Friday, May 04, 2007
Life is slow and simple on Palau Tioman.
Thirty years on from Time magazine's naming of the isle as one of the world's top ten most beautiful, Tioman is still largely unspoiled.
Nowadays, tropical paradises with prime beachfronts are usually synonymous with resorts. Picture Hawaii, and you think of a beautiful beach with dozens of glitzy high-rise hotels cluttering up the strip. Ditto Thailand. But on Tioman, there is only one big resort, and even that is slightly more reserved than your average Hilton monolith. There's also a small airport, with a few flights a day and seeming to cater to the Berjaya resort clientele - the folks staying in the budget huts like us stuck to the cheaper ferry-and-bus route.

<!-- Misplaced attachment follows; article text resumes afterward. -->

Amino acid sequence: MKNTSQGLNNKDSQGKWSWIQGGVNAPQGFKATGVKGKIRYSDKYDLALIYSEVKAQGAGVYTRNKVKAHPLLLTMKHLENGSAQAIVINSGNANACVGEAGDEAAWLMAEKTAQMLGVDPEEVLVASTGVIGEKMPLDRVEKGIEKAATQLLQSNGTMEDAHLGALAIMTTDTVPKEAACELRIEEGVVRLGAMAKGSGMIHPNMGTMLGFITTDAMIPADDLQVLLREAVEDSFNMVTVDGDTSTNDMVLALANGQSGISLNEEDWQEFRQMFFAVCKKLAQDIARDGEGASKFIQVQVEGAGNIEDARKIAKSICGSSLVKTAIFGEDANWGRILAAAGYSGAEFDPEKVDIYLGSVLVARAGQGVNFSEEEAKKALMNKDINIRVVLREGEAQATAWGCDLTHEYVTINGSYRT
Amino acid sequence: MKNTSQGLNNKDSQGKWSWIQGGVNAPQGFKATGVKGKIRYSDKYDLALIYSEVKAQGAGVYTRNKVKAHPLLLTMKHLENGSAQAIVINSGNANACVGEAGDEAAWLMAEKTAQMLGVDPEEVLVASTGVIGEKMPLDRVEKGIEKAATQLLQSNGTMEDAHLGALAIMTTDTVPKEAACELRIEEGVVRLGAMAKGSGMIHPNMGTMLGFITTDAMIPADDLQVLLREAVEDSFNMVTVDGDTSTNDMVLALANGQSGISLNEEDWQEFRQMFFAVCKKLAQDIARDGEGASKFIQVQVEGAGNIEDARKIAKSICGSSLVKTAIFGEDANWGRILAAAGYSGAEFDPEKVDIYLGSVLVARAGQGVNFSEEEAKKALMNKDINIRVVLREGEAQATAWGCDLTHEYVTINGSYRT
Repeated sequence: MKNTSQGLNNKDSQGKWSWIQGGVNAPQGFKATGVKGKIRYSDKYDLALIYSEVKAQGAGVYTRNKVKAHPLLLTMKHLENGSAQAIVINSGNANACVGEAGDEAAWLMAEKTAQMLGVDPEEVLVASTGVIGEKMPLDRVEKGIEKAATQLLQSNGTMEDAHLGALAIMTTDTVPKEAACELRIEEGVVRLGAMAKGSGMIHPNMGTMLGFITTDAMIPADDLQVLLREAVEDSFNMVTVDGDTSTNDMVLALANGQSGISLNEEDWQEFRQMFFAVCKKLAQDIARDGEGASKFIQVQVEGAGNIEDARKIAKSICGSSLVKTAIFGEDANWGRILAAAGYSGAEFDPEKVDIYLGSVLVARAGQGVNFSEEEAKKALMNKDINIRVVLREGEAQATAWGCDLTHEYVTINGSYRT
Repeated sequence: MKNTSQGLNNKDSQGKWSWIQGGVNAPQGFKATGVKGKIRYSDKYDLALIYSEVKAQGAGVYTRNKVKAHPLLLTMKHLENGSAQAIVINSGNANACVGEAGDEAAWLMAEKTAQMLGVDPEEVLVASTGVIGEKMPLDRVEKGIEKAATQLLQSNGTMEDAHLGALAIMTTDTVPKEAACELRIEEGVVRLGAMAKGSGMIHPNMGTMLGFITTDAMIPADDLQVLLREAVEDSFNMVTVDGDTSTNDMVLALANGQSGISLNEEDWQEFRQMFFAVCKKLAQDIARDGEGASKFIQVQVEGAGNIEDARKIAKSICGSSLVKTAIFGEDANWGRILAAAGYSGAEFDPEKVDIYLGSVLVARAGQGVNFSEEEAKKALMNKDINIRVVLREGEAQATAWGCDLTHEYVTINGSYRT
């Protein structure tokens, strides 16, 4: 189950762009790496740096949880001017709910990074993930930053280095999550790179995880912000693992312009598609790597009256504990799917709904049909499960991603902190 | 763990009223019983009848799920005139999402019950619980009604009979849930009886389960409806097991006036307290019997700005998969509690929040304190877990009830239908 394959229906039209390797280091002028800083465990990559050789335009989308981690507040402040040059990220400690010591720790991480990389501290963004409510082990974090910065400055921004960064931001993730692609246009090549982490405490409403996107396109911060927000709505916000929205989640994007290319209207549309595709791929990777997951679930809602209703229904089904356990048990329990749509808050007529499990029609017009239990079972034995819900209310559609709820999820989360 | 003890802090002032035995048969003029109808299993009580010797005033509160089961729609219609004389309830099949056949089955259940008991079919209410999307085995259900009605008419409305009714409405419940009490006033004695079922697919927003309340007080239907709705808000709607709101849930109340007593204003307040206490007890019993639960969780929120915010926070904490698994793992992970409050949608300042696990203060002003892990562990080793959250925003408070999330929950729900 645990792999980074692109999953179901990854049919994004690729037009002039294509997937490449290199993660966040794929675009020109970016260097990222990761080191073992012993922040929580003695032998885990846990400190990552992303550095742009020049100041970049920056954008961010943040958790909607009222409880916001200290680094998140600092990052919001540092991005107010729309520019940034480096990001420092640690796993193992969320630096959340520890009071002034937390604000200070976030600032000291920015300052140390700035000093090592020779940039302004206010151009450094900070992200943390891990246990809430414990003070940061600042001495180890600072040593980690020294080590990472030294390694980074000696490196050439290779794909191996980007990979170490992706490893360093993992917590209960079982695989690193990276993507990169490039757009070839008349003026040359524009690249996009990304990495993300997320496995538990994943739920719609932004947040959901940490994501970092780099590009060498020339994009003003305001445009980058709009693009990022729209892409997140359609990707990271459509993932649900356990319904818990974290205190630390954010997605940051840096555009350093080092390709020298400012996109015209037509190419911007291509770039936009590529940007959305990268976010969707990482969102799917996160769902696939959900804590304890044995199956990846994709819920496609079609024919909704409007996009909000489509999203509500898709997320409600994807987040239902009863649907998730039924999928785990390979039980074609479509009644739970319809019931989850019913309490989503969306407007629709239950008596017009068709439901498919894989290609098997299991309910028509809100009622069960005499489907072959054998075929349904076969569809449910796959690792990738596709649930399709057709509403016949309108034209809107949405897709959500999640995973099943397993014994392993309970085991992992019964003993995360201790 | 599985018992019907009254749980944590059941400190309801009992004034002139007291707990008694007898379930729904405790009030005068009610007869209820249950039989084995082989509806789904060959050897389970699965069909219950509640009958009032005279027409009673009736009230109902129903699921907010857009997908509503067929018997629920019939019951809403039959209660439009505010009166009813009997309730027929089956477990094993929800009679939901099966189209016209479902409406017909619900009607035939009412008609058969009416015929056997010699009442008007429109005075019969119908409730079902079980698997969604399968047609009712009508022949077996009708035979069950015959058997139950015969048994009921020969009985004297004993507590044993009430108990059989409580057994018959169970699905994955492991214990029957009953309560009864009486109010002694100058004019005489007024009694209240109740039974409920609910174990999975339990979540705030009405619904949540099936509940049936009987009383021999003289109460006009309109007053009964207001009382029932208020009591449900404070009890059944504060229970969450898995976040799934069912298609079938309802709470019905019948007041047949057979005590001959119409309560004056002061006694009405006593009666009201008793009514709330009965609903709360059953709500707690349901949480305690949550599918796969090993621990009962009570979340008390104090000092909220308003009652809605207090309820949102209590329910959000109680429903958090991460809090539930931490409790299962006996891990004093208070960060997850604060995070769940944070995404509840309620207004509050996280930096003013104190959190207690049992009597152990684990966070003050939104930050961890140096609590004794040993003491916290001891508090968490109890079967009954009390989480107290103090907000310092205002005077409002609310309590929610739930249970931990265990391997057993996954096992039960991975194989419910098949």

There are several small villages on Tioman and one larger "town" of Tekek, where the airport and some municipal buildings are located, along with a scattering of shops and guesthouses. The villages, including Air Batang, where we stayed, are little more than a cluster of huts and guesthouses grouped around the single-lane mostly dirt path, in most places wide enough only to accommodate a motor scooter, that ran alongside the beach. Some of the beach chalets, as they are called here, have open-air restaurants tacked on: a few plastic tables and chairs and a handwritten menu posted on the wall.
Huge lizards waddle along that path, darting from the jungle to the beach and back, and the horizon is empty save a few fishing boats floating in the distance. A thirty second walk to the beach, and after, cold water showers and mosquito coils on the porch as I hang out my sarong and write in my notebook. Not much to do but.